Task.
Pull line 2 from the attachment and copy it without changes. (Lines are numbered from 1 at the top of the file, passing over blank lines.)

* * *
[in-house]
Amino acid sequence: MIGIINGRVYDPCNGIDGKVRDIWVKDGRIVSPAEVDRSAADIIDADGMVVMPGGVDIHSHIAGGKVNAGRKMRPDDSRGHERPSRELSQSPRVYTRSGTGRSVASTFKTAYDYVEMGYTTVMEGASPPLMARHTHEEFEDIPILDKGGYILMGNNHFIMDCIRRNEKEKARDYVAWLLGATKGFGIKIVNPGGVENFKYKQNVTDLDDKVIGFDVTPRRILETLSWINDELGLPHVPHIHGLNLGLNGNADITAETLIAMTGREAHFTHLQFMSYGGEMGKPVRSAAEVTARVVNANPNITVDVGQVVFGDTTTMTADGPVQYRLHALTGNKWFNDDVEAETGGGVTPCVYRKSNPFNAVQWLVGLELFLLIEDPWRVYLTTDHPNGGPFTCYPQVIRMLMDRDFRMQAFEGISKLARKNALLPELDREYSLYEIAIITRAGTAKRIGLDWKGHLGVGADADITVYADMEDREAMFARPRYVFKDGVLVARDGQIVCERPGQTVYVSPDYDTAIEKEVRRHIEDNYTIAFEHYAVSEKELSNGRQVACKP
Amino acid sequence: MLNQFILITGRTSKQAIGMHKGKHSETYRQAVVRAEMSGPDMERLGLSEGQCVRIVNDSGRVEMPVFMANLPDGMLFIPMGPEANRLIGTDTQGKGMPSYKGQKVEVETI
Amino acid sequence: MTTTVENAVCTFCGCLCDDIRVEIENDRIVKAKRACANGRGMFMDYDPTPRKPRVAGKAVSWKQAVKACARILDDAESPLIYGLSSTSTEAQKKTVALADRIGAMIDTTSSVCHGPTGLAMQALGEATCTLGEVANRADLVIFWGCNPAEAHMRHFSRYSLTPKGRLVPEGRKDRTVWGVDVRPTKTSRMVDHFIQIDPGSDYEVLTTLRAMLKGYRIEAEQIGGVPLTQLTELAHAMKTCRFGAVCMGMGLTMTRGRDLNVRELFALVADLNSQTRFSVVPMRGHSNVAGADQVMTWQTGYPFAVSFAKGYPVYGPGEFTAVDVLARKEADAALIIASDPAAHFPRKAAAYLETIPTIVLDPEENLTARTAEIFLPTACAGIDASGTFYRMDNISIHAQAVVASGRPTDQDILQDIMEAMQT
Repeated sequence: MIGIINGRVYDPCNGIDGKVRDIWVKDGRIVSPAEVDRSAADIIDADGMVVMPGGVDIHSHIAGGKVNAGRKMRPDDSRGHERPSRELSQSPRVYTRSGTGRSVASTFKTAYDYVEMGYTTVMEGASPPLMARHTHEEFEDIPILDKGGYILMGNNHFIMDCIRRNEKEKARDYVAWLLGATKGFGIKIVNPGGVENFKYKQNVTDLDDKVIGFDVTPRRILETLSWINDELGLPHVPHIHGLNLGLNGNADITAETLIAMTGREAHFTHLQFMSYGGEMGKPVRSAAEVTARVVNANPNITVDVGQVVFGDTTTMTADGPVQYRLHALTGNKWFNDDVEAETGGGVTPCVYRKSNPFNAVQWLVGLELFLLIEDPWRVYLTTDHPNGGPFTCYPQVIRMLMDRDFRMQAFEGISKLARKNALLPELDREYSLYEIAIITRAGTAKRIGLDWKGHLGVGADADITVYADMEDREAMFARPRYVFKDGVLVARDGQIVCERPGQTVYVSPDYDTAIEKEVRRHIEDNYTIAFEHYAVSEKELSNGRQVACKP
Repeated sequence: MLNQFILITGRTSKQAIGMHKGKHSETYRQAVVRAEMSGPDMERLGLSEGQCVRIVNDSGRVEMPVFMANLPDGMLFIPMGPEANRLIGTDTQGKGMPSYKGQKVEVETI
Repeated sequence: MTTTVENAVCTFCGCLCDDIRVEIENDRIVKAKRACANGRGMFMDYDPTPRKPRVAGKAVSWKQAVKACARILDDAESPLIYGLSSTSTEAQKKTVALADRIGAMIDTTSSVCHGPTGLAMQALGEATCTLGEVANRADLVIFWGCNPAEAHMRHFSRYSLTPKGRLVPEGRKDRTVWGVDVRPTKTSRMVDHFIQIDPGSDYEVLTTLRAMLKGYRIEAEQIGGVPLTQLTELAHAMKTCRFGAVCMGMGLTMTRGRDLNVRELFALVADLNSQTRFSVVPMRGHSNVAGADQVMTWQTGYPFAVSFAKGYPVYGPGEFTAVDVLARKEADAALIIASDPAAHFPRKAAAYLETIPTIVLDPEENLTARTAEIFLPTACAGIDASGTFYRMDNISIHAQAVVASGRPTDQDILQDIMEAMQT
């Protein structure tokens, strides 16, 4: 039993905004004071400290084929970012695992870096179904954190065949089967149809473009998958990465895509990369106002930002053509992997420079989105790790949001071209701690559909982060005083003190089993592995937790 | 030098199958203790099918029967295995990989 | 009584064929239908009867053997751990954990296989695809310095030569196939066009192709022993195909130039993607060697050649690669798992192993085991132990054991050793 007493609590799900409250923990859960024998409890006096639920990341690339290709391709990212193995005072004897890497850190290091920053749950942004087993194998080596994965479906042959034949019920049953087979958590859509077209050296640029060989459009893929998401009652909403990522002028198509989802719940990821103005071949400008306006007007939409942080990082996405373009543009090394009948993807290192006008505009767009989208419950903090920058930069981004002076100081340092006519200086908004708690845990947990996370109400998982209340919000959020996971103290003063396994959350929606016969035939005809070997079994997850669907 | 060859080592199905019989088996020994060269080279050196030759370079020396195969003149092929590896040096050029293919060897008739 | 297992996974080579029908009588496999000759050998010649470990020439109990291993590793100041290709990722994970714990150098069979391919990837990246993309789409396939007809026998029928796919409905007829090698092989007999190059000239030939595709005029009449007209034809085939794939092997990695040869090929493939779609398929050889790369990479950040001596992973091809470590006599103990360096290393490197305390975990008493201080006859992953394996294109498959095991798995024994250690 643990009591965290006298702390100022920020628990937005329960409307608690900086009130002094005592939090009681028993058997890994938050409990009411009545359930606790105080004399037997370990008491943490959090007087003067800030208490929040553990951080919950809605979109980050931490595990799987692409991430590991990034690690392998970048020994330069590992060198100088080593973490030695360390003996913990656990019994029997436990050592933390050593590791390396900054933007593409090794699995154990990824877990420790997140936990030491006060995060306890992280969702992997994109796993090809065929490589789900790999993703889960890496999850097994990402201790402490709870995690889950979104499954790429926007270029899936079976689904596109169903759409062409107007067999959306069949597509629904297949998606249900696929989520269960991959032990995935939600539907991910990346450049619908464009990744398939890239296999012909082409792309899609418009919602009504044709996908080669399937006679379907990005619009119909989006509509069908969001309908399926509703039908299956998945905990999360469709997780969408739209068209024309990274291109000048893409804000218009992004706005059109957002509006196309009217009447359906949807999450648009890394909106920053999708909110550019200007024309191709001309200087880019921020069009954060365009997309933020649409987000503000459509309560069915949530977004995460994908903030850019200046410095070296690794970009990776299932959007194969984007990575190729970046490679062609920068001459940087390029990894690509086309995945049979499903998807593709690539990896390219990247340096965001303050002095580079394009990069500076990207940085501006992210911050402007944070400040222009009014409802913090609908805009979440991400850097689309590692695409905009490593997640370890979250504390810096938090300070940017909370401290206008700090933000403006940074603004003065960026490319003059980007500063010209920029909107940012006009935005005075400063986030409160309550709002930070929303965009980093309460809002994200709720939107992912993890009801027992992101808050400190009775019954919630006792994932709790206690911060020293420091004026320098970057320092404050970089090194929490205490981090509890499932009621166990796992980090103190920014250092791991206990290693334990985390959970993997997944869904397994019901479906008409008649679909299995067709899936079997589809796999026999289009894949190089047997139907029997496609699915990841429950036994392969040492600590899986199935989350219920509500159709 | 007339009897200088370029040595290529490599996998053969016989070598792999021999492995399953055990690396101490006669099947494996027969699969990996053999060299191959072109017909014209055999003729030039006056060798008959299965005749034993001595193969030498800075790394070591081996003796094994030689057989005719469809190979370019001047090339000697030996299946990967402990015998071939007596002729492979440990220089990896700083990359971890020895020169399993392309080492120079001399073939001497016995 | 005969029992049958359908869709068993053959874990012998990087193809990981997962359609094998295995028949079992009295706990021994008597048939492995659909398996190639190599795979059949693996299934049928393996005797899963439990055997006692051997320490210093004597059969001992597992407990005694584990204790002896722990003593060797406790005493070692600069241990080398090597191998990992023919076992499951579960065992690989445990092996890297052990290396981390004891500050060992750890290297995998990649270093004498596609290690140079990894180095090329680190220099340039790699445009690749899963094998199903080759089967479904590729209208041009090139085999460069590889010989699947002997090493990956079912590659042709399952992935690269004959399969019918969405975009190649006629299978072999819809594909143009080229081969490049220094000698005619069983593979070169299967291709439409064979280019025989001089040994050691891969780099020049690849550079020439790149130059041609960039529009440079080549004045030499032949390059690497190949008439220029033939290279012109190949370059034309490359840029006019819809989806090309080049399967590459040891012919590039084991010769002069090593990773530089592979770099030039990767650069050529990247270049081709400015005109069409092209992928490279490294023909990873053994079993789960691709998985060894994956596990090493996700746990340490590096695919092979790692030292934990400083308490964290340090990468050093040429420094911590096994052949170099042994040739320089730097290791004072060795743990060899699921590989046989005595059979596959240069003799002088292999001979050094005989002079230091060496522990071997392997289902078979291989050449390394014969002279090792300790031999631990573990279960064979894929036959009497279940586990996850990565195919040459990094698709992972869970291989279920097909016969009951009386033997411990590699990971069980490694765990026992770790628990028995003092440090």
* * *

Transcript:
Amino acid sequence: MIGIINGRVYDPCNGIDGKVRDIWVKDGRIVSPAEVDRSAADIIDADGMVVMPGGVDIHSHIAGGKVNAGRKMRPDDSRGHERPSRELSQSPRVYTRSGTGRSVASTFKTAYDYVEMGYTTVMEGASPPLMARHTHEEFEDIPILDKGGYILMGNNHFIMDCIRRNEKEKARDYVAWLLGATKGFGIKIVNPGGVENFKYKQNVTDLDDKVIGFDVTPRRILETLSWINDELGLPHVPHIHGLNLGLNGNADITAETLIAMTGREAHFTHLQFMSYGGEMGKPVRSAAEVTARVVNANPNITVDVGQVVFGDTTTMTADGPVQYRLHALTGNKWFNDDVEAETGGGVTPCVYRKSNPFNAVQWLVGLELFLLIEDPWRVYLTTDHPNGGPFTCYPQVIRMLMDRDFRMQAFEGISKLARKNALLPELDREYSLYEIAIITRAGTAKRIGLDWKGHLGVGADADITVYADMEDREAMFARPRYVFKDGVLVARDGQIVCERPGQTVYVSPDYDTAIEKEVRRHIEDNYTIAFEHYAVSEKELSNGRQVACKP